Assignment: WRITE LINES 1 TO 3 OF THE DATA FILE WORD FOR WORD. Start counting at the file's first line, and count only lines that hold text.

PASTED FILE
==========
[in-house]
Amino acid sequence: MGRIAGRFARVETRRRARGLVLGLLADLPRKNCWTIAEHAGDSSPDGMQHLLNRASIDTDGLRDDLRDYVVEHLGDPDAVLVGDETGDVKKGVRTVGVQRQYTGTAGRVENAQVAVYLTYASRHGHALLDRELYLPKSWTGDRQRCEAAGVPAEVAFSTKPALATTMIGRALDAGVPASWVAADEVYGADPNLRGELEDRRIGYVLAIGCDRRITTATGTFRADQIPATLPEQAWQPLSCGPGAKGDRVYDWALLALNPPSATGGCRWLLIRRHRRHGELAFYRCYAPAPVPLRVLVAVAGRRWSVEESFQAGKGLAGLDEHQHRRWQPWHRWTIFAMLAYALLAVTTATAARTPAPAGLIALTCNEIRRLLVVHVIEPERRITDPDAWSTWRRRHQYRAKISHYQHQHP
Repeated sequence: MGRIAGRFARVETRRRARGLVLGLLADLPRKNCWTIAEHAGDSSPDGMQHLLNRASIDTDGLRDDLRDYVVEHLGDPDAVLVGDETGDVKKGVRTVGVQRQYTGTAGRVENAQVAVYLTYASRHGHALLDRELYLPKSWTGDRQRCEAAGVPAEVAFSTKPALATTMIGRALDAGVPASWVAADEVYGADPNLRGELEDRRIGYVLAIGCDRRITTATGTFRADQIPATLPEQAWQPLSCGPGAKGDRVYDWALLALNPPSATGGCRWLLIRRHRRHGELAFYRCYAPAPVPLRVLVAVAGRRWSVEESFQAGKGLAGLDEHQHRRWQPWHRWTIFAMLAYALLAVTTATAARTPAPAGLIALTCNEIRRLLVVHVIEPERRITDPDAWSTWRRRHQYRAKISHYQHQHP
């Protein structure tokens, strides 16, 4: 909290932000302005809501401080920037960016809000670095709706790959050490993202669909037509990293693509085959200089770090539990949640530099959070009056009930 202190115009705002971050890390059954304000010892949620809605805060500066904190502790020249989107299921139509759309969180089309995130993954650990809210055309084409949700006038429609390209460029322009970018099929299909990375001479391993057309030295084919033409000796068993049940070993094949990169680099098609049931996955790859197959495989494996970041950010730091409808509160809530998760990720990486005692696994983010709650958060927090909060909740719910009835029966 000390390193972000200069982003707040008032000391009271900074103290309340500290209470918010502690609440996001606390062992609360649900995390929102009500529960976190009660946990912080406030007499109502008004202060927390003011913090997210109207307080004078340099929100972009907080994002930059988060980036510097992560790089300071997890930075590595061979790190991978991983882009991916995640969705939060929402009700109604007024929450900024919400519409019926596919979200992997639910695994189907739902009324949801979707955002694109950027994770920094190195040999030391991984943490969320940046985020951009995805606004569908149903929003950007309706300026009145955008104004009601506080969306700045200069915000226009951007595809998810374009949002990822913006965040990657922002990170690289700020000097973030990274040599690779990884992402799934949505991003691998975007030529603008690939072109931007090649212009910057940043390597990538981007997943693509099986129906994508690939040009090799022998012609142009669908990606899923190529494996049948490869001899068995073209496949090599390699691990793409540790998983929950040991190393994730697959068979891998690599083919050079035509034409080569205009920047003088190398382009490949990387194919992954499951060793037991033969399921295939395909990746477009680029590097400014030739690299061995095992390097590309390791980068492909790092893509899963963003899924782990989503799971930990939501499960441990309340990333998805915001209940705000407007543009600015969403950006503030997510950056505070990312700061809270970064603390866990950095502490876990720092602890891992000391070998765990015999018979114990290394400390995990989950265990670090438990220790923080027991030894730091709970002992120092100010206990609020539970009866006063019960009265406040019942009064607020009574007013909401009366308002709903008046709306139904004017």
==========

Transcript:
[in-house]
Amino acid sequence: MGRIAGRFARVETRRRARGLVLGLLADLPRKNCWTIAEHAGDSSPDGMQHLLNRASIDTDGLRDDLRDYVVEHLGDPDAVLVGDETGDVKKGVRTVGVQRQYTGTAGRVENAQVAVYLTYASRHGHALLDRELYLPKSWTGDRQRCEAAGVPAEVAFSTKPALATTMIGRALDAGVPASWVAADEVYGADPNLRGELEDRRIGYVLAIGCDRRITTATGTFRADQIPATLPEQAWQPLSCGPGAKGDRVYDWALLALNPPSATGGCRWLLIRRHRRHGELAFYRCYAPAPVPLRVLVAVAGRRWSVEESFQAGKGLAGLDEHQHRRWQPWHRWTIFAMLAYALLAVTTATAARTPAPAGLIALTCNEIRRLLVVHVIEPERRITDPDAWSTWRRRHQYRAKISHYQHQHP
Repeated sequence: MGRIAGRFARVETRRRARGLVLGLLADLPRKNCWTIAEHAGDSSPDGMQHLLNRASIDTDGLRDDLRDYVVEHLGDPDAVLVGDETGDVKKGVRTVGVQRQYTGTAGRVENAQVAVYLTYASRHGHALLDRELYLPKSWTGDRQRCEAAGVPAEVAFSTKPALATTMIGRALDAGVPASWVAADEVYGADPNLRGELEDRRIGYVLAIGCDRRITTATGTFRADQIPATLPEQAWQPLSCGPGAKGDRVYDWALLALNPPSATGGCRWLLIRRHRRHGELAFYRCYAPAPVPLRVLVAVAGRRWSVEESFQAGKGLAGLDEHQHRRWQPWHRWTIFAMLAYALLAVTTATAARTPAPAGLIALTCNEIRRLLVVHVIEPERRITDPDAWSTWRRRHQYRAKISHYQHQHP